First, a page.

Huron Country Playhouse
Wed. May 30 to Sat. June 23
(519) 238-6000 for tickets
Story and photo by Casey Lessard
If director Dave Campbell has nine lives, he has spent four of his bringing Cats to the stage. His fourth go at the musical, based on poems by T.S. Eliot, opens at the Huron Country Playhouse today (May 30) and Campbell thinks he’s finally got it right.
“I’ve finally found the right mix of people and I’ve finally got the right amount of set,” he says. “I originally did it in Orillia on a budget of nothing. Alex Mustakas came out and saw it and realized the potential. I don’t think it’s the kind of show anybody would have decided to just do. They would have said there’s no way you can do this in regional theatre. Not with the resources you have.”
Taking advantage of the facilities the Playhouse has to offer, Campbell is also leaning on the tremendous talent working to produce the show.
“You can only really do this show with incredible performers,” he says, “which for me is great. I have to have the best people that are available: they have to be able to sing, they have to be able to dance, they have to be able to act.”
Playing a strong supporting role is the set, a role Playhouse audiences always appreciate.
“We’ve been very lucky that we have a set designer, Tim Webb, who is extremely creative. He works with what little we have to create these incredible out of scale things because everything has to appear either 3:1 or 7:1 to make people look small like cats.”
Cats was turned into a musical in the early 80s, and is based on vignettes from Old Possum’s Book of Practical Cats and other poems by Eliot, which were designed for a child audience.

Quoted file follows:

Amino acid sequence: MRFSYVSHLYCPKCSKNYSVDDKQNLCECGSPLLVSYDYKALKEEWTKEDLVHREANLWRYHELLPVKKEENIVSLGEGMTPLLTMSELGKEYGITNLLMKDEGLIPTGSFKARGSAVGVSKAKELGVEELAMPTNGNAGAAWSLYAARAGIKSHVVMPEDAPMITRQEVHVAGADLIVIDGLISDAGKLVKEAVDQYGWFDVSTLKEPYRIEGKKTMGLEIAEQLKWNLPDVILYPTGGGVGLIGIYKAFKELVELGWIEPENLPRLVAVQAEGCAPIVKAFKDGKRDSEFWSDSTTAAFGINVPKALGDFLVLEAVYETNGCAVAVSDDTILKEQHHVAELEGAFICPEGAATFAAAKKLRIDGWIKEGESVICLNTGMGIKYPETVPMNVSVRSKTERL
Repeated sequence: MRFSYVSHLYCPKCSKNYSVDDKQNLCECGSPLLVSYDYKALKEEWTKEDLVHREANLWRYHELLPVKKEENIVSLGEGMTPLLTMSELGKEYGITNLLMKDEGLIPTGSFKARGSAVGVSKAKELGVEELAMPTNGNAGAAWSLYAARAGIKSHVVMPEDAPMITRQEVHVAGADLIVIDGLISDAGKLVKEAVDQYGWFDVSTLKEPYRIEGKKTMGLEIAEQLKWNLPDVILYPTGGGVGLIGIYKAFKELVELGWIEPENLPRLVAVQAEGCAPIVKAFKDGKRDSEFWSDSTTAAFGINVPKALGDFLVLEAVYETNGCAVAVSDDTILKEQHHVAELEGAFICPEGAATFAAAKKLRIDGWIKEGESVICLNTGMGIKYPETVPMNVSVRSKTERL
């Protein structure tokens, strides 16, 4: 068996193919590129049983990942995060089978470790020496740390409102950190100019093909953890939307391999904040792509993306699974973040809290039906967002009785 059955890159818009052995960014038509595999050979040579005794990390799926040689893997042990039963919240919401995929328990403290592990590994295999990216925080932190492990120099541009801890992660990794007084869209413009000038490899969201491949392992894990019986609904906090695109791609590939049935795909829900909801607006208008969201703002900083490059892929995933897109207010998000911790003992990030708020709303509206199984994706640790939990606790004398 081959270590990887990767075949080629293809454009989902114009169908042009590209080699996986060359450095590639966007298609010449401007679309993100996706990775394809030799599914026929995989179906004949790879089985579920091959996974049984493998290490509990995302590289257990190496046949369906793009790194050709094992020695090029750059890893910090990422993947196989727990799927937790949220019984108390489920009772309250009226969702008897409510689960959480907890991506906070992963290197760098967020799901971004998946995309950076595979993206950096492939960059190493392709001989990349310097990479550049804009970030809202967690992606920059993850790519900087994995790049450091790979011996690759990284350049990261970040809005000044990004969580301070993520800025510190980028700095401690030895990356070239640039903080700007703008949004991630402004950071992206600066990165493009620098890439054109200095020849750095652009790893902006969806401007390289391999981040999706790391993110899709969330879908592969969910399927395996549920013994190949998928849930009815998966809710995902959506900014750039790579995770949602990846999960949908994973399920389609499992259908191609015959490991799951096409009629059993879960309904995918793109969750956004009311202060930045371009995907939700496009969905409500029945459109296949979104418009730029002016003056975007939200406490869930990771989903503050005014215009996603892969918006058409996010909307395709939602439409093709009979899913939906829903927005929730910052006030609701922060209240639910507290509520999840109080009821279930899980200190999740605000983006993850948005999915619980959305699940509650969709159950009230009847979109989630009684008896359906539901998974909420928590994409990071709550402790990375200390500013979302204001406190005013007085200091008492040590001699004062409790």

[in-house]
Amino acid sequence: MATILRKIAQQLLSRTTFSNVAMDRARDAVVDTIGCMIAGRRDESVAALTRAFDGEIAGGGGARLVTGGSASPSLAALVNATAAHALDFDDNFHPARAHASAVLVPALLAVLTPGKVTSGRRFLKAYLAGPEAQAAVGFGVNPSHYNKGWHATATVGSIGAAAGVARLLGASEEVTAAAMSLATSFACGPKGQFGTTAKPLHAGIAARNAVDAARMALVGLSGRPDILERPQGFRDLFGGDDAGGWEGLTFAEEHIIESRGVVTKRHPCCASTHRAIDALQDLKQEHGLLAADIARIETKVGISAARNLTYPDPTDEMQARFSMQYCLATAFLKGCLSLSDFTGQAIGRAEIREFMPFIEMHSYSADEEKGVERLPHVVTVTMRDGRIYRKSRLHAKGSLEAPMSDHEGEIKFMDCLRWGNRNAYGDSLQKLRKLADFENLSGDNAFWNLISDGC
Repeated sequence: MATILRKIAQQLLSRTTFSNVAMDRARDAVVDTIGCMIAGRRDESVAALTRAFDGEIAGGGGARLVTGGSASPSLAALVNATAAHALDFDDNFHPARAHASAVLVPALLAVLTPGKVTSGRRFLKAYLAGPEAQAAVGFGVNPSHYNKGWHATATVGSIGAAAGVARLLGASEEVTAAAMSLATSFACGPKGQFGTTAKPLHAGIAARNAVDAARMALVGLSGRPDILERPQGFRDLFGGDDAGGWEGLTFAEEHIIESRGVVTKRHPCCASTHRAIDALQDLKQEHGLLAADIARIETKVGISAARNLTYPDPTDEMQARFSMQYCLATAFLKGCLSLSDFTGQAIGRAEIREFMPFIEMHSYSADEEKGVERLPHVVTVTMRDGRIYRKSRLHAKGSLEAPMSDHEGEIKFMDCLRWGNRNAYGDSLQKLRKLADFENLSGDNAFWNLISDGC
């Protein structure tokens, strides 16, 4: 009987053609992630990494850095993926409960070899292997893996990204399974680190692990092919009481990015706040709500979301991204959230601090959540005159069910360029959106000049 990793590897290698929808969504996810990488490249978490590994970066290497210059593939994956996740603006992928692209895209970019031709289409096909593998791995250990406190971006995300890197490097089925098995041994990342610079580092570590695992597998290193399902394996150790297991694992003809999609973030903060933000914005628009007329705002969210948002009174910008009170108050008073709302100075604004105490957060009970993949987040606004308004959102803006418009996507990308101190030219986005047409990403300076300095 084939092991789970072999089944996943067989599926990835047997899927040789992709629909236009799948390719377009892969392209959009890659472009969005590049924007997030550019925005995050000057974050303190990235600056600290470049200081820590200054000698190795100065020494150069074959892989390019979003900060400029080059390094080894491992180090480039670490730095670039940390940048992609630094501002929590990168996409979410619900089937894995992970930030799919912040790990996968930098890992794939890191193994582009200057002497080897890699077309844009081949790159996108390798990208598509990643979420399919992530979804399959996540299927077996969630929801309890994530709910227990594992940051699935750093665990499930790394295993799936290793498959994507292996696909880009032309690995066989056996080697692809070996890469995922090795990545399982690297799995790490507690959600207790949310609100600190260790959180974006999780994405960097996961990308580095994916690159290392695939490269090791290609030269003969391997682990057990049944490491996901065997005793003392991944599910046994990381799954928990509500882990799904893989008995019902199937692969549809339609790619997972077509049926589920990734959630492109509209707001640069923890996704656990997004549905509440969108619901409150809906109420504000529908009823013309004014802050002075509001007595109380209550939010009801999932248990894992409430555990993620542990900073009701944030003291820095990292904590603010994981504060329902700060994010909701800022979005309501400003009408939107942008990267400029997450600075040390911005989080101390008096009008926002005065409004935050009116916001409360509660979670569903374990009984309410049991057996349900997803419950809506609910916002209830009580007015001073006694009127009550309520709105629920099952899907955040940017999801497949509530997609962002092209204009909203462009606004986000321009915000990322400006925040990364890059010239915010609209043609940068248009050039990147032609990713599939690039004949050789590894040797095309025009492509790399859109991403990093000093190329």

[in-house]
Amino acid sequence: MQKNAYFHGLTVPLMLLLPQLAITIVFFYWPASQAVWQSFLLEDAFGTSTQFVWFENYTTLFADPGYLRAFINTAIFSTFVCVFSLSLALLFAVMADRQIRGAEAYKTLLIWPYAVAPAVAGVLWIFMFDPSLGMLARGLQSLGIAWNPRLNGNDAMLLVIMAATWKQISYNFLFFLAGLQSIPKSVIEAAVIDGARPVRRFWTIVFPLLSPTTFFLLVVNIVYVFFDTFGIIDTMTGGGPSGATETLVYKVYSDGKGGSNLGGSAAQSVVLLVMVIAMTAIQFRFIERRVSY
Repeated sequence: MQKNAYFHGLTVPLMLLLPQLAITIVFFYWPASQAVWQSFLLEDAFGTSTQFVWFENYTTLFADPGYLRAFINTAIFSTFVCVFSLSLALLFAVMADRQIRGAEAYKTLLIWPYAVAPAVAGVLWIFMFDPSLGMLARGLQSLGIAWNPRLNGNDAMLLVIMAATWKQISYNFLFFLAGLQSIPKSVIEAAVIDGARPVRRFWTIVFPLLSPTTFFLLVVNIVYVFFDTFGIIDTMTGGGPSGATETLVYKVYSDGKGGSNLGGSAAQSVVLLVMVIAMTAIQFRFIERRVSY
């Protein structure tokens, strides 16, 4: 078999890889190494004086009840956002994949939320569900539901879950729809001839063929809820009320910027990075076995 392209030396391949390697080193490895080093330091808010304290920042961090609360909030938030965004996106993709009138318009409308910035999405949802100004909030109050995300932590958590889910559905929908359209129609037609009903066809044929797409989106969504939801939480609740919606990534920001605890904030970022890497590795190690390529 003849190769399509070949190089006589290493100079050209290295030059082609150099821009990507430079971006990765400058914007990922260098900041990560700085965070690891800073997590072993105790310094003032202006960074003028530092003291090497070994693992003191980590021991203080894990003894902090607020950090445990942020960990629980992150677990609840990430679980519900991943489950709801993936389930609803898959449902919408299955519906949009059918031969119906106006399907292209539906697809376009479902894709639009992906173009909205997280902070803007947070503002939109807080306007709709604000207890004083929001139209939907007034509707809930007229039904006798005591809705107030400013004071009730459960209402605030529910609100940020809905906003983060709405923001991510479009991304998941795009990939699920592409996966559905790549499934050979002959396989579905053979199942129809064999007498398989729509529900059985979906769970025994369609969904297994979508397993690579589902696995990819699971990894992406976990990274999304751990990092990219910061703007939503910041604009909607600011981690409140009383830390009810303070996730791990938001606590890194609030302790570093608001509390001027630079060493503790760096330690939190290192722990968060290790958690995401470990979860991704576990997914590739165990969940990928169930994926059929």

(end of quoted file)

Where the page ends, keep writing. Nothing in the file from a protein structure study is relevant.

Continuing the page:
“Back in the 80s, when they stitched this show together from his poems,” Campbell says, “one of the problems is that they realized they did not have an ongoing story. So they dug through all the T.S. Eliot work until finally his wife came up with one piece that he hadn’t finished. It turned out this was the story of an adult cat. As they looked at it they realized it was a sad story. When they asked his widow, she said he never really wanted to finish it because all the other ones were suitable for kids but this one wasn’t because it was the story of an old cat. She was sick and she was tired and it was an unfinished poem as well.
“So they took this story of Grizabella and they wove it through all these little vignettes, so what you have is the story of a cat who’s left the tribe, went out and lived the high life, gone to parties, she’s basically had it all while these people stayed at home, raised kids, toed the line.
“Once a year, the cats get together in the junkyard to find out from their leader Old Deuteronomy who is going to move on to the next level called the Heaviside Layer, which you can interpret as anything. There are huge parties and celebrations. And this night is the night Grizabella decides to come back. They’re not particularly happy that she’s come back and ruined their party.”
The production brings other experienced Cats to the Playhouse.
“I’m really lucky,” he says. “I have quite a few people who did the original production in Toronto. For example, the woman who is playing Grizabella, the old cat, played Sillabub, a kitten in Toronto. So it’s sort of like art imitates life. Mike Jackson who has played several roles in Cats in Germany, as well as being on the national tour of Chicago, is here playing the role of Rum Tum Tugger.”
Backing up the 18 cast members are another 18 or so crewmembers who build and make the show run smoothly.
“We have a crew that is really devoted to doing great work. Even though they have limited resources, they go as far as they can to do exactly what you want. You can’t buy that passion or excitement.”